A new video filmed with a spy camera is giving a literal meaning to the phrase "bird's-eye view."
Producers working on a new BBC series, " Penguins — Spy in the Huddle," set up a camera in an enclosure that looked like an egg. The footage would be combined with 1,000 hours of shots of a rockhopper penguin colony. John Downer Productions, the company behind the series, deployed 50 spycams to reveal never-before-seen behavior among the penguins.
With one of the producers' "eggcams," the audience receives not only a captivating scene, but also an exclusive view. The egg enclosure for the device apparently looks and feels so authentic that it fooled a bird. A curious striated caracara grabs the egg and flies off into the sky. With the camera still rolling, the caracara unknowingly records the first-ever aerial footage of a rockhopper penguin colony shot by a bird.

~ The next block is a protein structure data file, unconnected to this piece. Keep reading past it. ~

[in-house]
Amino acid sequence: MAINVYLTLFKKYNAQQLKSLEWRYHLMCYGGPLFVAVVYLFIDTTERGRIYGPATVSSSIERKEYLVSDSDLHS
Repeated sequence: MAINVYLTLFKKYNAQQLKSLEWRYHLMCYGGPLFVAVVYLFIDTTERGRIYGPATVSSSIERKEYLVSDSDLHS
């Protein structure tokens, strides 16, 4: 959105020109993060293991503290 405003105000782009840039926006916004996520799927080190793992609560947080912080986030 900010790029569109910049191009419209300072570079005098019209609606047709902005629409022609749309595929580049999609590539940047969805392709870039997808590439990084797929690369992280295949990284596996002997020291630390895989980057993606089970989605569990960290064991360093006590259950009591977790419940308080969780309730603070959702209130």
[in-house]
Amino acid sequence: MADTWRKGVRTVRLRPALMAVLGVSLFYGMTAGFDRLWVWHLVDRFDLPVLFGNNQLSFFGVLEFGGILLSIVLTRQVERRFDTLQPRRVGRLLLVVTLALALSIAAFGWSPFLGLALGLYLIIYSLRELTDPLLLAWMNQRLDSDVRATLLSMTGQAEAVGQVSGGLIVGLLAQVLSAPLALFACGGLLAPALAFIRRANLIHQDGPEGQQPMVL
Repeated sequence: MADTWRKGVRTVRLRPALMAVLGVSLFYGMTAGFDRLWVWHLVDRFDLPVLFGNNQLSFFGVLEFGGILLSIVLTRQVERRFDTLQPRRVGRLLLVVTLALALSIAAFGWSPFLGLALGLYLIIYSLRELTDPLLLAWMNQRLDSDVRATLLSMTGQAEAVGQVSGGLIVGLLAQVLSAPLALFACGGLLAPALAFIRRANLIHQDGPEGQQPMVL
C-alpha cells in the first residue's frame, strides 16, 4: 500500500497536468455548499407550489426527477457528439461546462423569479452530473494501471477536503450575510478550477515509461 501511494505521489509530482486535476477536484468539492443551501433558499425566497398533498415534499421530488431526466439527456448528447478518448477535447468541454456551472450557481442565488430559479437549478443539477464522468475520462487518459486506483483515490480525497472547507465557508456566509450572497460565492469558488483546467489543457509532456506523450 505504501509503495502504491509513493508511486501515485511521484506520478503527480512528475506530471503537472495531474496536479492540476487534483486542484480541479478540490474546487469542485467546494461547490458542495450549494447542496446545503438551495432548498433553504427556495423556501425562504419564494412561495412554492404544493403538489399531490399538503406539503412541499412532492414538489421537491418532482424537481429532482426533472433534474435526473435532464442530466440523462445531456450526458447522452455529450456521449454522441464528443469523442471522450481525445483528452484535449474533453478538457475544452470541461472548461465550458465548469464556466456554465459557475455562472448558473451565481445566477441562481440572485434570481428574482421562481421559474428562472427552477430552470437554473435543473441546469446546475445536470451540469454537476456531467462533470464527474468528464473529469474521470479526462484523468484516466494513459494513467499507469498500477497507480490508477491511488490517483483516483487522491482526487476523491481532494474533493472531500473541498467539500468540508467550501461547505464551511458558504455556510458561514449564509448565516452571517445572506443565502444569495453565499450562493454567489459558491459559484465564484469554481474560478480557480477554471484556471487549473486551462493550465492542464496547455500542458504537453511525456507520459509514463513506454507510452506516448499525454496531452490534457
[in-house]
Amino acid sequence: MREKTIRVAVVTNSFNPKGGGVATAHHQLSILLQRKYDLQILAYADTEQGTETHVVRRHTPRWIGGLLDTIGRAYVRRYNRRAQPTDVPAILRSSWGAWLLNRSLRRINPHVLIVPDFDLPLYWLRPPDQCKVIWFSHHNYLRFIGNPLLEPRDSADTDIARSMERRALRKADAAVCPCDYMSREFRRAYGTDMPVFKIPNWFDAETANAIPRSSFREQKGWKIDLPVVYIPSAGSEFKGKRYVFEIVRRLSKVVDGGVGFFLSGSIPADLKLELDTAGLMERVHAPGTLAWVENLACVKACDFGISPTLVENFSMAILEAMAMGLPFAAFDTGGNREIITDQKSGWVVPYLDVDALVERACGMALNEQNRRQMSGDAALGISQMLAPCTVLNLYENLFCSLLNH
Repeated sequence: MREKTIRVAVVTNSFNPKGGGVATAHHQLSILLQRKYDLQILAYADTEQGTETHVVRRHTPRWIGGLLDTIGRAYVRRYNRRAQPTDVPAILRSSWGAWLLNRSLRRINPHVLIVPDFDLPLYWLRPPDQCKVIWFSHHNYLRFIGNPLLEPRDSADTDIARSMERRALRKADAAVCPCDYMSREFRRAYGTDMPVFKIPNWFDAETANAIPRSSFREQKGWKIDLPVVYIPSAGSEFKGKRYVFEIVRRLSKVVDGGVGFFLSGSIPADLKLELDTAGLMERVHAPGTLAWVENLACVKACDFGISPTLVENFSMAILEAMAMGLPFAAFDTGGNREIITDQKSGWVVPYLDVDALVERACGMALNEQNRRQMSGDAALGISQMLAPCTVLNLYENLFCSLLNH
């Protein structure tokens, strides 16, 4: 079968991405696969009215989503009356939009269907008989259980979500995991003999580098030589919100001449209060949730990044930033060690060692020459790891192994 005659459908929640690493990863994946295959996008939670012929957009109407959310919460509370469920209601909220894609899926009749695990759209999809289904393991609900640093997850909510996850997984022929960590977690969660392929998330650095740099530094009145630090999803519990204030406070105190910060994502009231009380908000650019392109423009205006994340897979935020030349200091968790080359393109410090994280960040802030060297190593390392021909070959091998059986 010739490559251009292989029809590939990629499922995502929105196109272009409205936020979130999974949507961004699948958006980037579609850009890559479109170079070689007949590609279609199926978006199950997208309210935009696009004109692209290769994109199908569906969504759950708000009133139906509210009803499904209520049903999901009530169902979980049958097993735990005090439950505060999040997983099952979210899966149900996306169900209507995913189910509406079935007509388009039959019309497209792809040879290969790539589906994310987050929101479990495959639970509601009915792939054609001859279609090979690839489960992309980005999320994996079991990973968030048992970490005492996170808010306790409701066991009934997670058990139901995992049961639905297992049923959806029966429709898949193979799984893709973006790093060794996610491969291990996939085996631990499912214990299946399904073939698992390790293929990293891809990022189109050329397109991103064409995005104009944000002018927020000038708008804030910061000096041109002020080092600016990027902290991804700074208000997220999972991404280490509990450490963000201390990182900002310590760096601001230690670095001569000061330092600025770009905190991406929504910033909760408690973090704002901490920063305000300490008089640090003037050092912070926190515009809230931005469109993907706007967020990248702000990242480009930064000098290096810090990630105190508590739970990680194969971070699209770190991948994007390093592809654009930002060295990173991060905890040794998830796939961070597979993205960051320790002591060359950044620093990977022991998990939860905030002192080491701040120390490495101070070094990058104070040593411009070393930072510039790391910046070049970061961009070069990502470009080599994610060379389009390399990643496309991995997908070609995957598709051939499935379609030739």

No words can do justice to the bird's-eye view and the incredible recording. The caracara flies over a sea of penguins in a scene that looks almost too cool to be real.
For the project, the company used 24 different eggcams. Of those, three were lost due to weather. Another two devices were picked up by birds, never to be seen again. In addition to the losses, the production company notes that on several occasions, the eggcams were "adopted" by emperor or rockhopper adults who had lost their chicks.
"Penguins — Spy in the Huddle" is available on iTunes now.